On May 2, 1963, an organized protest took place in Birmingham, Alabama. However, this nonviolent march was unlike the civil rights protests that had preceded it, and instead, it was predominantly made up of children. The book, March Book Two by John Lewis, Andrew Aydin, and Nate Powell uses graphic “rhetoric” to convey this event. The full page illustration on page 135 is particularly impactful due to its intentionally designed size, characters, and speech balloons.
The most obvious yet effective strategy used in this illustration is its size. The drawing takes up an entire page of the book. This allows for the reader to pay closer attention to the details of the image, and spend more time absorbing the image’s information. Smaller panels in a graphic novel create a faster pace for the reader and often imply movement. This large illustration creates a stillness and pause that fully impacts the reader.
The two main figures of the illustration are clearly separated from the background. Because of their darkness in shading, this contrast brings the figures forward on the page. The reader sees a young black girl and an adult white police officer. What is most striking to me about these characters is their body language and physical stances. The young girl is standing upright, with her shoulders back and head lifted. This expresses power and strength. The police officer is lowered onto his knee to become closer to the girl’s height. Usually, criminals are met with intimidation by the police, yet here, the officer has lowered himself. The officer recognizes that this is just a child, even so, he will arrest her, due to the racism that the police upheld at this time.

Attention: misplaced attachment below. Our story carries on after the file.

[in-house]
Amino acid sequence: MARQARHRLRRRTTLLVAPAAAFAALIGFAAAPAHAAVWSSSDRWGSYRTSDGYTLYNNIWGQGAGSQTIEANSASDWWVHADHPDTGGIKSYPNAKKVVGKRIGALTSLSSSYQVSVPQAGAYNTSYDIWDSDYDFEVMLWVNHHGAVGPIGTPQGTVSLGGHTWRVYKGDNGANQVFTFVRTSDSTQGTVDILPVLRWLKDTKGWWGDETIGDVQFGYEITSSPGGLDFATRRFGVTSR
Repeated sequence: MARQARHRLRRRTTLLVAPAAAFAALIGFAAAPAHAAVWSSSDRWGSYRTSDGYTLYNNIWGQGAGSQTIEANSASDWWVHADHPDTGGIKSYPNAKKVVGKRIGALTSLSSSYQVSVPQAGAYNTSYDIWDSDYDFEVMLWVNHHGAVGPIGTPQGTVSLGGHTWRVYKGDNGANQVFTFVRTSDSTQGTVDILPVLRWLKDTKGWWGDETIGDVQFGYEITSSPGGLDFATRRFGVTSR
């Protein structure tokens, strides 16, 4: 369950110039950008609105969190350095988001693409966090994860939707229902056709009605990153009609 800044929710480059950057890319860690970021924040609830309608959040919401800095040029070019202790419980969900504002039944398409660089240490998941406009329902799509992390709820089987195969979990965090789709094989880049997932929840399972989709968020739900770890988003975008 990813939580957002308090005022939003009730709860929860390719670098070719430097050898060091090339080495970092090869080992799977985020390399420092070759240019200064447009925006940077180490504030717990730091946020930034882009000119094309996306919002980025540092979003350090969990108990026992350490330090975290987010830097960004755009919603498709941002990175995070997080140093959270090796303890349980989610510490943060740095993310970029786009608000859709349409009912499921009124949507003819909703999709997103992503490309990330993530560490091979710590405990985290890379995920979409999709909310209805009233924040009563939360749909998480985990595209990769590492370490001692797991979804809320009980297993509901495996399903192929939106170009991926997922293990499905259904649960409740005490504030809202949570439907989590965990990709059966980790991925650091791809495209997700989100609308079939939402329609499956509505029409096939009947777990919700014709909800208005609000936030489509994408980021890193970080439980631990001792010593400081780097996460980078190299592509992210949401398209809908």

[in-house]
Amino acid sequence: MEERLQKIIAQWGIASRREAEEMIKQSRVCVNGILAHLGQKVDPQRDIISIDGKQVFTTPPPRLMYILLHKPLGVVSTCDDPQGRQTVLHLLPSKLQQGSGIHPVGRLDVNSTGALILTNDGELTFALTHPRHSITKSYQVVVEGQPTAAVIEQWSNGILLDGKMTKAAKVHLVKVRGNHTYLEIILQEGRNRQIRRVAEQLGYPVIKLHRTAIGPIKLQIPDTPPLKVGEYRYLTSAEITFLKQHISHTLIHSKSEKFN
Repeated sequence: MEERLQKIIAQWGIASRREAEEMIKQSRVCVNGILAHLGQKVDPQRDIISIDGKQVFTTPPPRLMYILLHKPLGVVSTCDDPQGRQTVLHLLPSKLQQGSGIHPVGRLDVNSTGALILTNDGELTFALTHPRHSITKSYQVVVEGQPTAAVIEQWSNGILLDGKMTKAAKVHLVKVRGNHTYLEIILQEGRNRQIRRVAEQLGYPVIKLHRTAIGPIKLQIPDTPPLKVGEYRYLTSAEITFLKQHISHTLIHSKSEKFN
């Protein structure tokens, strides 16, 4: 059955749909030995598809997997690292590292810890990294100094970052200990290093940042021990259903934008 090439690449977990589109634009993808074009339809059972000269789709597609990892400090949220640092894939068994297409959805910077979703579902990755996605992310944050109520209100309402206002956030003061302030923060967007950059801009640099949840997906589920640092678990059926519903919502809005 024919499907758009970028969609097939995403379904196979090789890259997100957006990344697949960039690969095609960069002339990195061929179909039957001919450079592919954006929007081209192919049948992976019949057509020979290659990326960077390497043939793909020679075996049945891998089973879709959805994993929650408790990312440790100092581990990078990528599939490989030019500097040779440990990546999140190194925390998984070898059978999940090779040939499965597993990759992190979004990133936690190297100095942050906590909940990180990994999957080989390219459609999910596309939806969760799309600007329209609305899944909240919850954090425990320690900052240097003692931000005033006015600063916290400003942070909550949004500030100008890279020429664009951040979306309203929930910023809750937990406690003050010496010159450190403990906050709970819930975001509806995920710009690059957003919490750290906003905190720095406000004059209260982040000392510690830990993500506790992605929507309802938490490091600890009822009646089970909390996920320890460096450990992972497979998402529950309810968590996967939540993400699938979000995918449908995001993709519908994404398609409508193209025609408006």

The text in this illustration is also effective. The conversation between the officer and girl is short, emphasizing the innocence of the girl and the simplicity of her demands. The final statement at the bottom of the page reads, “It was an embarrassment to the city.” Because this sentence is at the bottom of the page, it naturally forces the reader to look at the conversational speech bubbles and the characters before reading this line. Bolding the word “embarrassment” emphasizes this word and the madness of the police forces’ actions. The final line summarizes the illustration, convincing the reader of the racism and injustice within the police force in Alabama.